Habits, they say, are difficult to break. You cannot teach an old dog new tricks is the cliché most people use to describe the difficulty of embracing change. This brings me to my topic: Using technology in construction.
I have always said that the reason I went into the real estate industry is because, up until I completed university, I never had a room to myself. I look at the luxury my children enjoy – having their own rooms with en-suite facilities – and I cannot be grateful enough for how far I have come. But that was what I wanted while growing up. I wanted to ensure that my offspring did not have to suffer or go through what I did – sleeping in the same room with almost all my siblings; unable to turn the light (lantern) on and off when I wanted to study; or sleep when I wanted to. This was all due to the fact that homes in the part of Africa where I grew up were a rich man’s toy. If your parents were government workers or market traders, owning a house or apartment was the stuff made of dreams. Senior government officers lived in state-built bungalows or leftover Colonial buildings. Low-cost homeownership was practically non-existent. In fact, the 1970s government of Ghana tried building a type of low-cost home known as “nurses quarters”. This was about as far as a nurse/teacher or lucky government worker could aspire to. It was rented out to them, not sold.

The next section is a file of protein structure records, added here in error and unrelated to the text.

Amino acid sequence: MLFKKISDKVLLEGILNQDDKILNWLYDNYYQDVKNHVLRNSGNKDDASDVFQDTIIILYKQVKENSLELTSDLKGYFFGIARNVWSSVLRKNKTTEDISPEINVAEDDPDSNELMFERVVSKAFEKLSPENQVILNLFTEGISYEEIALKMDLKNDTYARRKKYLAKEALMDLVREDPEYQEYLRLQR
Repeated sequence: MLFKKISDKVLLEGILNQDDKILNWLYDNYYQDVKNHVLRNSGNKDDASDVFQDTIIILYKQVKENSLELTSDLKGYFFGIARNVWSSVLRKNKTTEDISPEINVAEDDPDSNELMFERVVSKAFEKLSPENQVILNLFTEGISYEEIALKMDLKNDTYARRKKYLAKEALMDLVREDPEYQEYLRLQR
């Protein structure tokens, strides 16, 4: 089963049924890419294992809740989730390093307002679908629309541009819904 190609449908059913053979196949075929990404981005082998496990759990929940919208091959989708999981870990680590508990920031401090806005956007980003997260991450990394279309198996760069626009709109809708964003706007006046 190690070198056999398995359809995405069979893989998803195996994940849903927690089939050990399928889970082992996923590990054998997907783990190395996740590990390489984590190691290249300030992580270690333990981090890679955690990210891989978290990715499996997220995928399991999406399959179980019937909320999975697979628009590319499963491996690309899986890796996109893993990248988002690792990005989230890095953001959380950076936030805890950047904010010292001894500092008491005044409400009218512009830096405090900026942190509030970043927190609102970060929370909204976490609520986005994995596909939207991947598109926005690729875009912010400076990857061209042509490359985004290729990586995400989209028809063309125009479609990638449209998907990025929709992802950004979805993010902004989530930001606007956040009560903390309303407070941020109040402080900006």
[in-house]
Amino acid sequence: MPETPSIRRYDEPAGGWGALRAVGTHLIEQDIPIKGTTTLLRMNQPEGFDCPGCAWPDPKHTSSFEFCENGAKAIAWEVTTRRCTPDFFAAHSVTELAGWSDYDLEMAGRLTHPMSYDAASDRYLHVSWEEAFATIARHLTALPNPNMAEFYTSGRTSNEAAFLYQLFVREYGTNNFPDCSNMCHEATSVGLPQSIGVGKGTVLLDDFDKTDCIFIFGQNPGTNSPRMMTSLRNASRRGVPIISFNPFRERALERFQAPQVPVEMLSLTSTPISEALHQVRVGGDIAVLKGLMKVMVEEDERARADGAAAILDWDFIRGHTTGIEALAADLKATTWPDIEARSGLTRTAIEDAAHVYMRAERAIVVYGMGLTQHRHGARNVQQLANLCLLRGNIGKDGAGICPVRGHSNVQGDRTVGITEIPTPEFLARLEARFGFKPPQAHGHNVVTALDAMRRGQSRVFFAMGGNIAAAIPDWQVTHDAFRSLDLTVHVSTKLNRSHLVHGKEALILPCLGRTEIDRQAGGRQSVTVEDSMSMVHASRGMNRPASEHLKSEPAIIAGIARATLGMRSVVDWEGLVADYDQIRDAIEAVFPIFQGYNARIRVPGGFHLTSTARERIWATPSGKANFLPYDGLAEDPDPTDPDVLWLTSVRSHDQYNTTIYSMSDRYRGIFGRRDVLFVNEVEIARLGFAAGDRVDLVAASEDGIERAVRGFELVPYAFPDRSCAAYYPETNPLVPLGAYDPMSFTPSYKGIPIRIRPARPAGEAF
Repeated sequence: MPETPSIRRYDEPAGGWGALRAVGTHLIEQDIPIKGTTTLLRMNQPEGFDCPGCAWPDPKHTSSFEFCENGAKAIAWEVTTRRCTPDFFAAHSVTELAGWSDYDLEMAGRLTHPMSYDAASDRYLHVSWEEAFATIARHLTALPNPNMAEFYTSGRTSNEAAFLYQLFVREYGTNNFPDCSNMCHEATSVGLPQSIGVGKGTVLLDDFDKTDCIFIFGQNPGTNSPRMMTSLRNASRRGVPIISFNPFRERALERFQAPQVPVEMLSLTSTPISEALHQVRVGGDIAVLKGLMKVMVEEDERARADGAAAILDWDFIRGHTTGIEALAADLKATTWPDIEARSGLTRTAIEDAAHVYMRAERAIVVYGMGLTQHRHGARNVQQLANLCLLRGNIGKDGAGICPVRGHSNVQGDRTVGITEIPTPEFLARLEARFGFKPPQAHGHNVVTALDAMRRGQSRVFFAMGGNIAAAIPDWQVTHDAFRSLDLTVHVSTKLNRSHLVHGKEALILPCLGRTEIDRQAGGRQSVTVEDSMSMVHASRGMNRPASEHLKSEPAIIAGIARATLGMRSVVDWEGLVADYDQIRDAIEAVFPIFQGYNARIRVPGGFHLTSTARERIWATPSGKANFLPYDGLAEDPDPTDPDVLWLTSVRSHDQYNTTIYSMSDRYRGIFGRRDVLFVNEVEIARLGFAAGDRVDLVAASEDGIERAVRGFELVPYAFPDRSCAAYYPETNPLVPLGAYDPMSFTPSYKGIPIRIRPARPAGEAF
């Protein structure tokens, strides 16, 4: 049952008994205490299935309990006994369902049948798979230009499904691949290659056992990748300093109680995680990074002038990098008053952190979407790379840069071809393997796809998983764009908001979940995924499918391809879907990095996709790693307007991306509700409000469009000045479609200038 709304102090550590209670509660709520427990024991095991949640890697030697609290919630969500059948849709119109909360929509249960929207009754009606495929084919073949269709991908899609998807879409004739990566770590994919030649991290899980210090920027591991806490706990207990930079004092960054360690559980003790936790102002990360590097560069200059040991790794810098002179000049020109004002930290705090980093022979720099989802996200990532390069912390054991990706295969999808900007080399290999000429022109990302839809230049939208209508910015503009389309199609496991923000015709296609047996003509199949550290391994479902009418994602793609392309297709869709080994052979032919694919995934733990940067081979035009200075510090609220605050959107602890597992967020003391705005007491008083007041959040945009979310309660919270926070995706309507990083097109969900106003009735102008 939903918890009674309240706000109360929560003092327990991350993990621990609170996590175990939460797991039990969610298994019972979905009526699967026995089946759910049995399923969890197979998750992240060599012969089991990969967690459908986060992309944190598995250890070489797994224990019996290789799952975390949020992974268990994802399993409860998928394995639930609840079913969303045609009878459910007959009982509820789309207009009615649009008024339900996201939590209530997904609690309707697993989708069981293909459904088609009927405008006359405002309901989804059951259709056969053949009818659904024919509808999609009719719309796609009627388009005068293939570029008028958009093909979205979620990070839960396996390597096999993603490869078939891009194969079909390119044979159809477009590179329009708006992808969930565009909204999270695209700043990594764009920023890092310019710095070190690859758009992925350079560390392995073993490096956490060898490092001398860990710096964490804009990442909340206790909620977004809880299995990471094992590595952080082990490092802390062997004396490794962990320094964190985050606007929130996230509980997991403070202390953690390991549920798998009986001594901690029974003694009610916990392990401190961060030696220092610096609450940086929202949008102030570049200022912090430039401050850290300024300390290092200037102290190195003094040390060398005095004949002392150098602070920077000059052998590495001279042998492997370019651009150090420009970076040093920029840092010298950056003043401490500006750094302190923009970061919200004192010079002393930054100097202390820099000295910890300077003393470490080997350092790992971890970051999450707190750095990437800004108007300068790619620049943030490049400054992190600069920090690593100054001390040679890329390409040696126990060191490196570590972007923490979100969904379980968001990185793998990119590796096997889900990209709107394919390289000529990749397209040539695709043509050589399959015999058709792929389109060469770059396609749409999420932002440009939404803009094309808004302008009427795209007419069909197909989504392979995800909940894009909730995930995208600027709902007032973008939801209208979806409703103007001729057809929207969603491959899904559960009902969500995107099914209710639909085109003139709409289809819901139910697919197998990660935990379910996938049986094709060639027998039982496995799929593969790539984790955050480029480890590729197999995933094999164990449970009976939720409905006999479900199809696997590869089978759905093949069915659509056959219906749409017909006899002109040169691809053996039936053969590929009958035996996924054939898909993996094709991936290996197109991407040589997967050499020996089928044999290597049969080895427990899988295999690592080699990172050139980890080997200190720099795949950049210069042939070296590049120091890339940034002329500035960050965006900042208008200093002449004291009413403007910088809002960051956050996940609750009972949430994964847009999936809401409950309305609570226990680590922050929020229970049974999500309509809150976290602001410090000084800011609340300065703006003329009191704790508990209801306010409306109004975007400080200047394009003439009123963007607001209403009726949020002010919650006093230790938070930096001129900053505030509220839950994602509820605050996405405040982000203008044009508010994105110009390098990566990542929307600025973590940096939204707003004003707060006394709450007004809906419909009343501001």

Fast-forward 30 years (2014) and you will see the Africa I left behind over 20 years ago – completely different. In practically every African city – from Accra to Addis Ababa, Lagos to Nairobi – there are modern architectural buildings in cities with amazing skylines. Hotels, office accommodation, public buildings, hospitals, and retail malls are all built to a very high standard. Residential homes are now categorised into luxury, middle-range and affordable housing. The “L” word (low cost) previously used to describe cheap government buildings for the masses has now being upgraded to an “A” word (affordable housing). Everybody wants to be associated with something affordable. Who wants to be associated with “low cost”? The stigma of anything low cost is not something anyone wants to attach to themselves.
Making homes affordable for all
Even though times have moved on and inventions have helped expedite the building process, there are still huge challenges facing Africa. Almost all African countries have major housing deficits. The majority of people still live in squalor, and in tin shacks and mud houses. I like mud houses because I lived in one. I like the coolness the grass roof provides in the hot African sunshine. But that is beside the point. African governments must strive to make homes available to the majority who cannot afford to build on their own or purchase anything beyond their means. Doing this will require a concerted effort by governments to do anything possible to source the technology and funding to deliver housing policies that are designed to make the life of the average, hard-working person better.